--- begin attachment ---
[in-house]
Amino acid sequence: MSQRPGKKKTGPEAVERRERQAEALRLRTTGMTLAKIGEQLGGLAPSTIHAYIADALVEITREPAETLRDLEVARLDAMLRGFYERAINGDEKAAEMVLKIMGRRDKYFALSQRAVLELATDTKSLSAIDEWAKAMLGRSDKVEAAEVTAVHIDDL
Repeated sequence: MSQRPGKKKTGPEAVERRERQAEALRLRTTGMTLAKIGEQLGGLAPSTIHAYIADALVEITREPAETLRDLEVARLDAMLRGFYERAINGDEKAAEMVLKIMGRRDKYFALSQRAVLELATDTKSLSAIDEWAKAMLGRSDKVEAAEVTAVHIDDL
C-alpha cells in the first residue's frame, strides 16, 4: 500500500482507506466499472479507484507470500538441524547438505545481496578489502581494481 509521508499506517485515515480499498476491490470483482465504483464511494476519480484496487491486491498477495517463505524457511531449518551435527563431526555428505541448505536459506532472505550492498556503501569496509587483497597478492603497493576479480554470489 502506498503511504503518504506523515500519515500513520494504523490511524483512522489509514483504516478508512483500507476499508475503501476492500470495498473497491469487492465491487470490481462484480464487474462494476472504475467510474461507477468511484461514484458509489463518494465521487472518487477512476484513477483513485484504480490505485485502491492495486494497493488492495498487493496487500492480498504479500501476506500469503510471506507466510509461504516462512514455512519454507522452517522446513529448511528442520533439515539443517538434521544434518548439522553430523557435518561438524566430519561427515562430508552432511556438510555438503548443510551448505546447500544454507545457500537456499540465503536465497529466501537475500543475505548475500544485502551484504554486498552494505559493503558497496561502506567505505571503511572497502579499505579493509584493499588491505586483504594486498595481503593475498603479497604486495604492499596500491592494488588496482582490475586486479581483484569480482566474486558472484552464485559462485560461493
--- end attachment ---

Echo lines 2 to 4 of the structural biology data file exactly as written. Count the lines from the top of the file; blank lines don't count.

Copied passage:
Amino acid sequence: MSQRPGKKKTGPEAVERRERQAEALRLRTTGMTLAKIGEQLGGLAPSTIHAYIADALVEITREPAETLRDLEVARLDAMLRGFYERAINGDEKAAEMVLKIMGRRDKYFALSQRAVLELATDTKSLSAIDEWAKAMLGRSDKVEAAEVTAVHIDDL
Repeated sequence: MSQRPGKKKTGPEAVERRERQAEALRLRTTGMTLAKIGEQLGGLAPSTIHAYIADALVEITREPAETLRDLEVARLDAMLRGFYERAINGDEKAAEMVLKIMGRRDKYFALSQRAVLELATDTKSLSAIDEWAKAMLGRSDKVEAAEVTAVHIDDL
C-alpha cells in the first residue's frame, strides 16, 4: 500500500482507506466499472479507484507470500538441524547438505545481496578489502581494481 509521508499506517485515515480499498476491490470483482465504483464511494476519480484496487491486491498477495517463505524457511531449518551435527563431526555428505541448505536459506532472505550492498556503501569496509587483497597478492603497493576479480554470489 502506498503511504503518504506523515500519515500513520494504523490511524483512522489509514483504516478508512483500507476499508475503501476492500470495498473497491469487492465491487470490481462484480464487474462494476472504475467510474461507477468511484461514484458509489463518494465521487472518487477512476484513477483513485484504480490505485485502491492495486494497493488492495498487493496487500492480498504479500501476506500469503510471506507466510509461504516462512514455512519454507522452517522446513529448511528442520533439515539443517538434521544434518548439522553430523557435518561438524566430519561427515562430508552432511556438510555438503548443510551448505546447500544454507545457500537456499540465503536465497529466501537475500543475505548475500544485502551484504554486498552494505559493503558497496561502506567505505571503511572497502579499505579493509584493499588491505586483504594486498595481503593475498603479497604486495604492499596500491592494488588496482582490475586486479581483484569480482566474486558472484552464485559462485560461493